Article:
Dillian Whyte let out a triumphant roar after his opponent crashed to the canvas, only this time it was inside a cage.
Britain's heavyweight contender is within touching distance of a world title fight, the biggest prize in boxing, but back then, a 19-year-old Whyte just wanted to channel his aggression into another form of combat sport.
"It was just maximum violence, I loved it," Whyte told Sky Sports. "I've fought Thai Boxing rules, K1 rules. We just fought any styles, anything.
"It was just something different, a different challenge for me."
Whyte had welcomed an invite to unleash his raw strength and power in the punishing environment of UKMMA, a reincarnation of the UK's original, pioneering MMA organisation, 'Cage Rage'. The teenager would be pitted against fighters with vast experience in Jiu Jitsu and wrestling. Men who would attempt to choke him into an unconscious state or incapacitate one of his limbs. Whyte did not care.
He already knew that a fight could be quickly ended by his concussive fists or feet, having gained experience in kickboxing. But Whyte then spent weeks at London Shootfighters, a famed training base for mixed martial arts in London, as he methodically worked on grappling and wrestling to prepare for an energy-sapping encounter.
"I spent a lot of time working on takedown defence, because a lot of good strikers in the history of MMA, they had a good takedown defence. They didn't need to go to the ground, like Chuck Liddell.
"He didn't go to the ground for years. Anyone who tried to take him down, he just kept it moving, just defend and then finish the fight with striking, because in MMA, if you've got good accurate striking, it gives you a massive advantage."
Mark Stroud, an experienced Jiu Jitsu fighter, was expected to provide a stern examination of Whyte's new-found skills in December 2008 at The Troxy in East London.
Only 12 seconds were needed for Whyte to signal his explosive arrival.
"We were expecting this guy to take the fight to the ground and then the bell goes and the guy comes out standing and trading, so I was like, oh s***, this is good."
Stroud marched across the cage to immediately trade punches with Whyte, who eased onto his back foot to find room for his right hand. A leg kick was blocked by the Brixton fighter and he countered with a straight right hand that sent Stroud crumpling to the canvas. One more swift, hurtful right hand was required by Whyte to leave his opponent defenceless and the referee quickly waved it off.
Stroud's aggressive tactics had appeared foolhardy, but Whyte offered his own insight into this seemingly reckless approach.
"Obviously it's a small circuit and he heard that I was at London Shootfighters, so he was thinking, 'oh, okay, he's obviously working a lot and expecting me to take him down, so I'll try and change it up and try and strike with him'.
"It's a good plan, if you're expecting somebody to be a grappler, and they come out striking. They're confused about why you're not taking them to the mat, but, little did he know that I might have been young at the time, but I was still punching hard back then."
Whyte's knuckles were only shielded by four ounce gloves, far less cushioning than the 10 ounce equivalent in boxing, and he immediately felt the difference.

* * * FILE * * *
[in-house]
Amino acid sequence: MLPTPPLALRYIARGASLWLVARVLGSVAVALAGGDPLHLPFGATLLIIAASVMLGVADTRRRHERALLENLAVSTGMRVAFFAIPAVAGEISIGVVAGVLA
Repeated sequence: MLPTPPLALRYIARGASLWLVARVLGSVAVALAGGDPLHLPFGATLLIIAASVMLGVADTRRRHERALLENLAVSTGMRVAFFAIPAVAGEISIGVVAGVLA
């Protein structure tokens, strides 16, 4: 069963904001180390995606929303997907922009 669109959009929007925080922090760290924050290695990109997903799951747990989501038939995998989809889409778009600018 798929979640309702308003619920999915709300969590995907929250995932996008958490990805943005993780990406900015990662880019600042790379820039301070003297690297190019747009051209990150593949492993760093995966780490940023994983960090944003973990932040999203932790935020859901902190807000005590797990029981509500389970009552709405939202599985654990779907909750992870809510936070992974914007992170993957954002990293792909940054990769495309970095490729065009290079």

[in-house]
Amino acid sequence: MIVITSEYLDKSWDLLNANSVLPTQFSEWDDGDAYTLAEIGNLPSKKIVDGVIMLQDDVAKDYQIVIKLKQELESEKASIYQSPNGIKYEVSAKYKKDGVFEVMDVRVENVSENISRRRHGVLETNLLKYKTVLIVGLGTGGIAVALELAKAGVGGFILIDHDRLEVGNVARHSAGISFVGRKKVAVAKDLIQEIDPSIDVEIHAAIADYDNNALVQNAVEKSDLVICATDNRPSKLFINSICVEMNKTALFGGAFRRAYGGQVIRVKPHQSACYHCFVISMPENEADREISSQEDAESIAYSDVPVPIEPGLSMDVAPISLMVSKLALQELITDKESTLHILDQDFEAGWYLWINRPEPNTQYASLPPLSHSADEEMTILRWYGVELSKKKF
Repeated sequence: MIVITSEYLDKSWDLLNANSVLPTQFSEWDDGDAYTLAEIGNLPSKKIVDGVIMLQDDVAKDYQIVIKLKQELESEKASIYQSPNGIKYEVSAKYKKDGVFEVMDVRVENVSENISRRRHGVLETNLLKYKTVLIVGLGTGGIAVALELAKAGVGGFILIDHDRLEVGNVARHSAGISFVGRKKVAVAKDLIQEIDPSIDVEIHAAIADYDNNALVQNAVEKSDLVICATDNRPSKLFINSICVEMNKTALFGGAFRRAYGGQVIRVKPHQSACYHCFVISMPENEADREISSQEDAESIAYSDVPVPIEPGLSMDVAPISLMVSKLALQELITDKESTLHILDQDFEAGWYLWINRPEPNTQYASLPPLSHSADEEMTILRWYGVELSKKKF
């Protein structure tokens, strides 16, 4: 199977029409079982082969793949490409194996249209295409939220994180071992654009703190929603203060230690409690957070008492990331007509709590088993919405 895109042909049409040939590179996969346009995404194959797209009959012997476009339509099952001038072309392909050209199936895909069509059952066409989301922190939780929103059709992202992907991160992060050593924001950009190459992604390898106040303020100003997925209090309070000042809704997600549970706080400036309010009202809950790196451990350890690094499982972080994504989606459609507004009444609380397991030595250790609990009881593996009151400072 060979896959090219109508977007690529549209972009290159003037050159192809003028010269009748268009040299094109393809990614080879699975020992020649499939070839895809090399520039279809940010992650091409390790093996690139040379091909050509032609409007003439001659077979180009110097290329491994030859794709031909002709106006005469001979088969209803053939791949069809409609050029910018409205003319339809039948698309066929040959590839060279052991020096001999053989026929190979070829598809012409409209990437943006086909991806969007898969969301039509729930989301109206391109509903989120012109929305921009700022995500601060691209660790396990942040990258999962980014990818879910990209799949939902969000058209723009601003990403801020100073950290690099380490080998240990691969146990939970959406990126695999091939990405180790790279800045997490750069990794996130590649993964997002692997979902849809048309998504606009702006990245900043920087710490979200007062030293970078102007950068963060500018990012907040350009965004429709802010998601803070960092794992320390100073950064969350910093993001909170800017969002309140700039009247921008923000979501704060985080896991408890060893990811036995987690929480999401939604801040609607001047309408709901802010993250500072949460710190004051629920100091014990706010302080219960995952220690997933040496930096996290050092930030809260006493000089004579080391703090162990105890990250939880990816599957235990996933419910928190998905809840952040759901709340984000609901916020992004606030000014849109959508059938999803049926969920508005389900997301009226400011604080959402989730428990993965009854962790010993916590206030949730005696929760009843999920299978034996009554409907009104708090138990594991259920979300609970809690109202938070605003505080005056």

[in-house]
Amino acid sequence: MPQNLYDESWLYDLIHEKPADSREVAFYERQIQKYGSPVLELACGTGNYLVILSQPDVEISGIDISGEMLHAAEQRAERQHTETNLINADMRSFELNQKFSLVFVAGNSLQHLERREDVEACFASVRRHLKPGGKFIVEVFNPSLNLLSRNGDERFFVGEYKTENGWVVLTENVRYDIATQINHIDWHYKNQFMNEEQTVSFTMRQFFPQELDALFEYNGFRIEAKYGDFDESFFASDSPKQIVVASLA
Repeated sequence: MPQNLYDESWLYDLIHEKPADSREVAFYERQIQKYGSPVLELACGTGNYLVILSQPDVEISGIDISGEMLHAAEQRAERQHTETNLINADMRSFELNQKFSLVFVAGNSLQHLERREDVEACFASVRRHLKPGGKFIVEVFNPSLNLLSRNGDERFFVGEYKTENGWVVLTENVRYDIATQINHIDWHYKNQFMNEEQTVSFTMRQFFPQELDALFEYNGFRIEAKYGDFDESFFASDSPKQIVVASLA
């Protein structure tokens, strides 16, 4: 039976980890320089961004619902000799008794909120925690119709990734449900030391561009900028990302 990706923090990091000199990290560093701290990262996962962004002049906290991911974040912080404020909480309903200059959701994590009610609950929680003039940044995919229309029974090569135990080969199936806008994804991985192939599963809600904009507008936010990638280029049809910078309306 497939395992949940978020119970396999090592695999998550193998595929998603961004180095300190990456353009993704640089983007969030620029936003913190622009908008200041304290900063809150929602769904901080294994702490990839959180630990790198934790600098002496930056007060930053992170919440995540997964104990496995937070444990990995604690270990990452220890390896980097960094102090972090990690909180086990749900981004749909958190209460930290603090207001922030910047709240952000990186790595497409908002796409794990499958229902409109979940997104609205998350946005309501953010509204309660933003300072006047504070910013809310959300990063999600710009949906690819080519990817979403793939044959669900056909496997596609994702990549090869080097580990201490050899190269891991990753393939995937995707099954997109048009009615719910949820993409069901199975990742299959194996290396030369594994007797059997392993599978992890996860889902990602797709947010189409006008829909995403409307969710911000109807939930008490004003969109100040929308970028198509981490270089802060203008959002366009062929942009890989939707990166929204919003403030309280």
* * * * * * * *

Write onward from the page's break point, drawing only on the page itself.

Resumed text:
I used to go to spar and knock a heavyweight down with just a jab.
"With those gloves on, anyone I hit, I know they are going to go to sleep.
"I used to go to spar and knock a heavyweight down with just a jab.
"In MMA, sparring gloves are a bit bigger than competition, but they were still small enough. After I turned my shoulder over, extended my jab, I would drop someone in sparring.
"I was like, ah. If this is what I'm doing in sparring, with these training gloves, imagine what I will do in the competition gloves."
Despite this dramatic introduction, Whyte would only have a handful of fights on the MMA circuit, which were staged in Holland while he was also preparing alongside the likes of Badr Hadri and Melvin Manhoef to compete in K1, the premier kickboxing competition.
Whyte viewed MMA as a brutal pastime, rather than a serious pursuit, but all of his remaining four bouts had a similar first round destructive ending.
"Everyone got chinned. In MMA, they all got chinned.
"The rate of getting cut and injuries and knockouts is crazy."
Committing himself to mixed martial arts was no longer a serious option for Whyte, who was receiving recognition as a kickboxer, although he would train alongside and forge friendships with UFC stars like Quinton 'Rampage' Jackson, Jimi Manuwa and Cheick Kongo. A dangerous puncher, Whyte proved himself as an ideal sparring partner ahead of a high-profile fight. Could he be tempted back to the MMA circuit by a big-name opponent?
"Why not? If it didn't affect my boxing, or the boxing people are talking rubbish, then yeah, why not," said Whyte, who has emerged as one of the world's top heavyweight boxers since his professional debut in May 2011.
A future fight with Francis Ngannou, a heavy-handed UFC contender, could be an enticing option for Whyte. But the immediate priority for 'The Body Snatcher' is a risky battle against Russian's former WBA champion Alexander Povetkin, live on Sky Sports Box Office. Victory will keep him firmly in contention for a world title fight, and then a sought after showdown with bitter foe Anthony Joshua.
Ngannou and his fellow UFC fighters can wait, for now.
People I dislike are Joshua and Deontay Wilder, that's it.
"I ain't got no beef with the guy [Ngannou]. He's one of the top heavyweights, and I think I'll knock him out. It's not like I hate him, or I dislike him.
"People I dislike are Joshua and Deontay Wilder, that's it. They are people I don't like."
From cage fighting and kick boxing, Whyte now wants to topple his biggest rivals in boxing.